I’ve been single for almost 7 years. I’m not sure, but I’m pretty sure that’s a kind of a long time. It feels like an eternity when I think about how much has changed between then and now and how many lives I’ve lived in between. At least they feel like other lives — those temporary, fast-moving chunks of history you can never quite grab ahold of long enough to show and explain to everyone who didn’t live them with you.
I fell in love 7 years ago, and somehow, despite my best efforts, I’ve never really managed to fall out. He was one of those other lives — one filled with nerves and terror and wonder and all the things that simultaneously light up your eyes and break your heart into tiny pieces. The kind of story told with the words to every Taylor Swift song rolled into a giant emotional pop music rollercoaster. We loved hard and fast and burned up bright before we could stop it.
Do you know about supernovas?* They start out as thriving stars that are both exerting and receiving pressure to and and from the universe in this delicate balancing act. They don’t know it, but that balancing act has an expiration date. Eventually the inward pressure causes the star’s core to collapse and its temperature to skyrocket. The core becomes so dense that there’s nowhere else for it to go, at which point a huge shock wave is triggered and blasts open the entire star in a fiery blaze. (Just so you know, I’m officially incorporating “fiery blaze” into all of my future blog posts. You’re welcome.)
It was kind of like that.
Our balancing act was the push and pull between forces that seemed out of our control at the time. Insecurity, immaturity, walls no one would let down, selfishness, resentment. But it wasn’t always that way. We were a thriving star for a while.
Isn’t it funny how things can escalate so quickly in relationships — from spark to explosion when you’re not even looking? I’ve dwelled on the explosion part for years. I’ve been every degree of angry, sad, hopeful, confused, spiteful, and all of the above mixed into one piping hot batch of crazy. It’s taken more time than I could have ever thought possible to move my focus away from the explosion, but I’m finally starting (better late than never) to weed out some of the shitty stuff and remember the spark.
This summer I met someone really great. We talked for a while before actually meeting, and by “talking” I mean “texting” which is not actually “talking” at all. But, hey, it’s 2015. By the time we met, I had gathered the following: He was nice, funny, and smart, and loved Jesus and music and cute animals. I was slightly reluctant to meet him because I knew I should like him. I knew I should give him a chance. I mean, did you read that list? He’s great. But I couldn’t stop myself from expecting the spark. I needed it. I needed it to validate 7 years of loneliness and prove that love, even in my 30s, can be exciting and whimsical and make me so nervous I want to puke.
I hoped for the spark, but it didn’t happen. I spent the whole time thinking about that supernova and wondering if lightning could strike twice. I was distracted, asking myself whether I’ll ever really move on and let myself fall in love with someone else. If that’s not some intense pressure to put on a guy, I don’t know what is. Yikes!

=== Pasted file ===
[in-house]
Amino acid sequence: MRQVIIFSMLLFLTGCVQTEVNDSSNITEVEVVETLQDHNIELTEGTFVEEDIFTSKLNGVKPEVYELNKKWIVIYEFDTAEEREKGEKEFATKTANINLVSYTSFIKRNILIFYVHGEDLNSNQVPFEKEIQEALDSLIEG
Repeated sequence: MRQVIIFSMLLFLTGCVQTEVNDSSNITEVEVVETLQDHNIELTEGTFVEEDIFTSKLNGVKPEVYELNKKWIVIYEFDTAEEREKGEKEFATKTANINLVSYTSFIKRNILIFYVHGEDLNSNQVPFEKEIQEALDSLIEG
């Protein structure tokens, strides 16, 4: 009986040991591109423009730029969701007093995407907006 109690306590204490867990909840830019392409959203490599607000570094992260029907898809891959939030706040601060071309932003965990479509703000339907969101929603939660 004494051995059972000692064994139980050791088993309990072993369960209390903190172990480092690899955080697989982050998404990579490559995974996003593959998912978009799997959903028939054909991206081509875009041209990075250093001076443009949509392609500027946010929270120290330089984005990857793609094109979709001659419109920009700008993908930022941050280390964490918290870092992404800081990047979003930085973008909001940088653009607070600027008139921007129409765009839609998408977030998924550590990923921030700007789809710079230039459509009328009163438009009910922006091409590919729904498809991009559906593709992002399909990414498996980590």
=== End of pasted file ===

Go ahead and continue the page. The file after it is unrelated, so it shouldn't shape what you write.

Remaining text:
The next day I texted my sister something like “Is it too much to ask for a spark?” That undefinable, indescribable, little bit of nothing that makes your heart beat fast like a sweaty middle-school-style crush? Does it still exist? Can it still exist?
But why would I compare this new person who has never hurt me to someone I associate with pain that has haunted me for years? It makes me kind of crazy just thinking about it. (If you know the answer, please write a book for the strugglers.)
One of my new favorite movies is This Is Where I Leave You, a quirky dramedy about a super dysfunctional family, a mother and her adult children & their spouses, sitting shiva after their father’s death. In one scene, Wendy (Tina Fey) sits on the roof with her brother, Judd (Jason Bateman), discussing the complications and hardships of love, marriage, and relationships. She says, “Love causes cancer. But like everything else, it has its moments.”
I’ve pondered that line a lot, and I think I know what she’s talking about. Love has the potential to destroy a person — to get inside and take over and never ever leave so you’re in constant fear of what it might do to you in the future. It can be terrifying. But it can also be beautiful, and a lot of the time, it is. I don’t know why I make the comparisons I do or why I maintain illogical expectations. But my theory is that it has something to do with those moments — the sparks — the ones that burn in my memory, constantly reminding me that they’re the only way to start a fire. (Thank you, Bruce Springsteen.)
I think 7 years is way too long to be in love with someone you will never be with. And now feels like the perfect time to attempt to let go. The last time I saw him he told me to find a nice boy who would treat me right. Ugh. If only it were that easy.
Of all the Taylor Swift songs I’d like to sing into my hairbrush right now, this one is the most fitting. She knows a thing or two about the sucky parts of love, like when you can’t fall out of it. But I also think she knows how to stop dwelling on the explosion and remember the spark. Love has its moments, after all.
Say you’ll remember me
Standing in a nice dress, staring at the sunset, babe
Red lips and rosy cheeks,
Say you’ll see me again even if it’s just in your wildest dreams
*I didn’t do great in my college astronomy class. Sorry for any scientific inaccuracies.